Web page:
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Disability Awareness & Inclusion Series - Episode 1: Living with an amputation

During our filming for Disability Awareness & Inclusion Training, we found some time to sit down and speak with each of our actors to gain an understanding of their lives living with a disability. 

In Episode 1 of our Disability Awareness & Inclusion Series, we spoke with Holly Medić to learn all about her and her life with an amputation. Holly spoke honestly and shared some amazing insights into her work and school life and discussed what schools and workplaces can do to make an environment more inclusive and accessible for everyone.

You can check out Holly’s interview in the video below or you can keep reading our blog. 

How did you get your disability?

Whenever I’m asked that question, I like to run through with people - to begin with - all of the random reasons that I could have lost my leg. You know, like, shark attack. Things like that. But, actually, probably, the way I lost it is weirder. I was born with no lower leg bones and my foot upside down growing out of my knee. So I lost it when I was 12 months old, but was walking on a prosthetic leg by 18 months. I had a little straight leg to begin with. I’ve still got it, and it’s tiny tiny tiny.

What do you do for work?

I’m currently working as a bar manager, which often seems ridiculous because it’s such an active job. But I always seem to put myself in really active roles. I think it’s just to push myself a little bit more.

What is the most enjoyable part of your job?

Erm, I love the social aspect of it. Being able to be somewhere where you feel really comfortable, it feels like a second home. But I’ve come from like small communities - like villages. And everybody knows everybody so it’s just really nice to be able to go to work, but also see all the people you know. And have a good time with it. I’m always looking forward to going to work rather than dreading it. It’s what keeps me doing it.

What is your favourite thing to do in your spare time?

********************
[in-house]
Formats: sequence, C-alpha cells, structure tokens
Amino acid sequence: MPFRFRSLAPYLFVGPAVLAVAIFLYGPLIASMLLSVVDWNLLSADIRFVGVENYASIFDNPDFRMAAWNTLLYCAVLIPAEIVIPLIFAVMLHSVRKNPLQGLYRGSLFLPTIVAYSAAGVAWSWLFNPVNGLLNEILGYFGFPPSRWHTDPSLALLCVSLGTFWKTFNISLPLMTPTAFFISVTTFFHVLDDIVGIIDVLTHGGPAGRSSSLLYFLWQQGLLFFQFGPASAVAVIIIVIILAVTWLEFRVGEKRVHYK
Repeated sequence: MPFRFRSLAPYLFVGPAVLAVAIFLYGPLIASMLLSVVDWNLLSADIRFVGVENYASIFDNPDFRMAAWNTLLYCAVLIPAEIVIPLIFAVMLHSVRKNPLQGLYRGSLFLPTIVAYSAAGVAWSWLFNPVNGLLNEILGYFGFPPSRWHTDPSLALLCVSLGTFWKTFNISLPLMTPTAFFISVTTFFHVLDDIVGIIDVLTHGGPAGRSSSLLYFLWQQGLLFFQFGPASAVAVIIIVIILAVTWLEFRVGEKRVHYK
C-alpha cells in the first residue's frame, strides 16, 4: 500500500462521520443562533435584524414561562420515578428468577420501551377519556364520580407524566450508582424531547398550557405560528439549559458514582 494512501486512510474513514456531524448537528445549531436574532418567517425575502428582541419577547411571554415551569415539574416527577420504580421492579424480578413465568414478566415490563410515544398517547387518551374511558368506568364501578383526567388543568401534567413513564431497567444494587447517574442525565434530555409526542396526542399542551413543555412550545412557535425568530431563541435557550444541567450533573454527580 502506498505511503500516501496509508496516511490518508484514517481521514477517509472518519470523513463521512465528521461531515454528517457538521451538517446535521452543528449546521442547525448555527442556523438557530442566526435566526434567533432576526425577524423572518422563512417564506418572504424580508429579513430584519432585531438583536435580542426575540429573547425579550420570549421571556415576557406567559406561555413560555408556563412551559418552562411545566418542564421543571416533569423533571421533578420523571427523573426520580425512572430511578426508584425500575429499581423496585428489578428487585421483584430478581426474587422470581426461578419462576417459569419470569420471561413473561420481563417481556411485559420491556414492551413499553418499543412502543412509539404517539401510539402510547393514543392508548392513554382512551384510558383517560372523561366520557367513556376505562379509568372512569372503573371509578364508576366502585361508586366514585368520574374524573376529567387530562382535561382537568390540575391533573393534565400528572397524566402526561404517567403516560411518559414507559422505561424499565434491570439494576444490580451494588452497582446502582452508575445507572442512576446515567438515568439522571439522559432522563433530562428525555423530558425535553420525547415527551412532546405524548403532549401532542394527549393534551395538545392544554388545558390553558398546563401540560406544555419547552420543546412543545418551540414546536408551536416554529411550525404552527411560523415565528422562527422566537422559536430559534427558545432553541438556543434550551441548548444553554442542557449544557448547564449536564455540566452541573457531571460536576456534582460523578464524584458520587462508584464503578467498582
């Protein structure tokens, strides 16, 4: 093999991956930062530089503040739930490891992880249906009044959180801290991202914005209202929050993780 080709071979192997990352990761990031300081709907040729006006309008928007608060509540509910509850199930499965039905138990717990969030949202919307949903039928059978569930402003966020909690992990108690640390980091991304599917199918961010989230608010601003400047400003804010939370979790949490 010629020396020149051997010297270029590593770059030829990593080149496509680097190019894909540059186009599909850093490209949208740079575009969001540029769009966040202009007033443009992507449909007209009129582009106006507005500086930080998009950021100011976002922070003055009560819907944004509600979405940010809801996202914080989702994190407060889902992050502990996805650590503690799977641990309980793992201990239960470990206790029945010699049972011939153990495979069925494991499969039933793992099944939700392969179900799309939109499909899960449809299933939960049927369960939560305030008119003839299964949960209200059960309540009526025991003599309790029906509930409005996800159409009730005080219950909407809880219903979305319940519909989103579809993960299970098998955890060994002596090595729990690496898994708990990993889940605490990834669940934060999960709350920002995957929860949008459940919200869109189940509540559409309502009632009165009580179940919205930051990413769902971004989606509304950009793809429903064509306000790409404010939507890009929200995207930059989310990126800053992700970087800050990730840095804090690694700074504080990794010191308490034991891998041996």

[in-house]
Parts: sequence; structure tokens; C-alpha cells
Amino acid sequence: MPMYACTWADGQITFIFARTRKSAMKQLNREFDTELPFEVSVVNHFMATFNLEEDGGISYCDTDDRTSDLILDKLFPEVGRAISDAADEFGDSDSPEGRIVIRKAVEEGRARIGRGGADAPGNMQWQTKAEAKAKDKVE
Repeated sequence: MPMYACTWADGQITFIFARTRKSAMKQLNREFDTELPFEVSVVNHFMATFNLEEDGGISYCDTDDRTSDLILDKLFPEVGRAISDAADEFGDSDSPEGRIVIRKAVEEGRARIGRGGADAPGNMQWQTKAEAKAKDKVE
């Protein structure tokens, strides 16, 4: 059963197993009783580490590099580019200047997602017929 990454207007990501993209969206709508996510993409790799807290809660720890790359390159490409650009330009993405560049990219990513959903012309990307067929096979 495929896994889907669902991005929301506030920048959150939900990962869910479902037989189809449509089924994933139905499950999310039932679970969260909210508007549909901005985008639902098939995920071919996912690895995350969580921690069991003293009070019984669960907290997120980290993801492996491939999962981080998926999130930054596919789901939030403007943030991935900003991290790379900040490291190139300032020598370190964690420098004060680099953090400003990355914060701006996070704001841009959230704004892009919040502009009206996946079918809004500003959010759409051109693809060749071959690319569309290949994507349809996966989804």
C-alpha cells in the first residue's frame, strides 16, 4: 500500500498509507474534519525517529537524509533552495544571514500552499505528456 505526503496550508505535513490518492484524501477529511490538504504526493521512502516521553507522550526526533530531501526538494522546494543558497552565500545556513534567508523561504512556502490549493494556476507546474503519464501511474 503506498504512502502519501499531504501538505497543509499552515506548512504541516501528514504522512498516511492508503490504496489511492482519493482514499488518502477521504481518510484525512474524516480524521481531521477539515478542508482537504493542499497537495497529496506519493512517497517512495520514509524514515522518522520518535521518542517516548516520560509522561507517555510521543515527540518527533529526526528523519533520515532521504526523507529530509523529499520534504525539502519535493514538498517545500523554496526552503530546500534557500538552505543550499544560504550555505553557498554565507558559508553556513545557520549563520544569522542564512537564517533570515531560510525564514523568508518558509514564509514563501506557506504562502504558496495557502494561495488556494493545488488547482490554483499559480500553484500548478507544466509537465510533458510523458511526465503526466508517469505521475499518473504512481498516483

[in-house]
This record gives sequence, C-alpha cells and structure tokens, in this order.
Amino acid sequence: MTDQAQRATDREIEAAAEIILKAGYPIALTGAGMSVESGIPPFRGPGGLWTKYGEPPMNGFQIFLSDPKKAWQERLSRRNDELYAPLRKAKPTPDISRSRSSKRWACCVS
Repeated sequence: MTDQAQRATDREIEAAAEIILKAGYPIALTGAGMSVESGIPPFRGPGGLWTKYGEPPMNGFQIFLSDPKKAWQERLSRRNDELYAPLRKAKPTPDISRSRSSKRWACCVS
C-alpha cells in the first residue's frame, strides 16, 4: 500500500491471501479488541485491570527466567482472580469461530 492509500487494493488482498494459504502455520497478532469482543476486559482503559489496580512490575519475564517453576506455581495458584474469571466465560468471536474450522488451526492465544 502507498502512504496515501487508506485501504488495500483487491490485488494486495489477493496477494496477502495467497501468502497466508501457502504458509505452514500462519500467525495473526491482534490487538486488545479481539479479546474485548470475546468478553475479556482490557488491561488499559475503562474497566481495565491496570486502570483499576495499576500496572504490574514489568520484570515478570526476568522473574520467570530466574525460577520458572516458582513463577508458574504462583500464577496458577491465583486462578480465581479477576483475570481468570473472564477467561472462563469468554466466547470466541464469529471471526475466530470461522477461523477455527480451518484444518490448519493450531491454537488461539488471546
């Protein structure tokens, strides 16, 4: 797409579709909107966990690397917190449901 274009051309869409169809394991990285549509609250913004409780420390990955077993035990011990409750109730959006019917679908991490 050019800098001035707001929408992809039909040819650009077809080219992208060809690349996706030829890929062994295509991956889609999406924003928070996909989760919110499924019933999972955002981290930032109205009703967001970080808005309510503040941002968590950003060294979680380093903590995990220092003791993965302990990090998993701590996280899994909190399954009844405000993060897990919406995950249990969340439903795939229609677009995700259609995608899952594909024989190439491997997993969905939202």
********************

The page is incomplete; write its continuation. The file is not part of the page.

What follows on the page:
I go to a lot of gigs and festivals. I’m really arty, I make jewellery as well. I really like swimming. I’ve just got a lot of interests. Bit of a jack of all trades, master of none, with that.

Are you comfortable with the term “disability” or do you use another term?

I always get really excited when people off the bat say “differently-abled”. I think it’s such small changes in language that completely change people’s viewpoint on it from the beginning. “Disabled” seems like it’s just immediately got negative connotations, but “differently-abled” - which is what it is - is so much more fitting. I wouldn’t call myself disabled at all. In fact, for people who have severe disabilities, I think it’s a bit, I don’t know, wrong, to say that I’m disabled, because I’m not really, particularly.

Has living with your amputation taught you anything you otherwise wouldn’t have learned?

It took a while to get there, but probably patience. And, an understanding for other people’s world views. Just because somebody hasn't had, or has a very narrow-minded world view, doesn’t mean that they can’t change. And instead of just being annoyed at them off the bat, you should take the time to try and explain to them, and to try and change their mind, because all we can do is educate people on how to be better.

How do you find living and working with your amputation?

People ask me all the time if I would change it if I had the chance. And when I was younger I would probably have said yes, but now I wouldn’t. Not in a million years. It makes me who I am, and I’m really proud of the person it’s made me. It’s a lot to deal with. I think the hardest thing about it is people not understanding that disability fluctuates and changes. Something I can do one day may not be something I can do another day. And I need to tell myself that as well, because if I’m not able to do something I get immediately really cross with myself and really stressed, and that can really affect your mental health.

How did you find school life?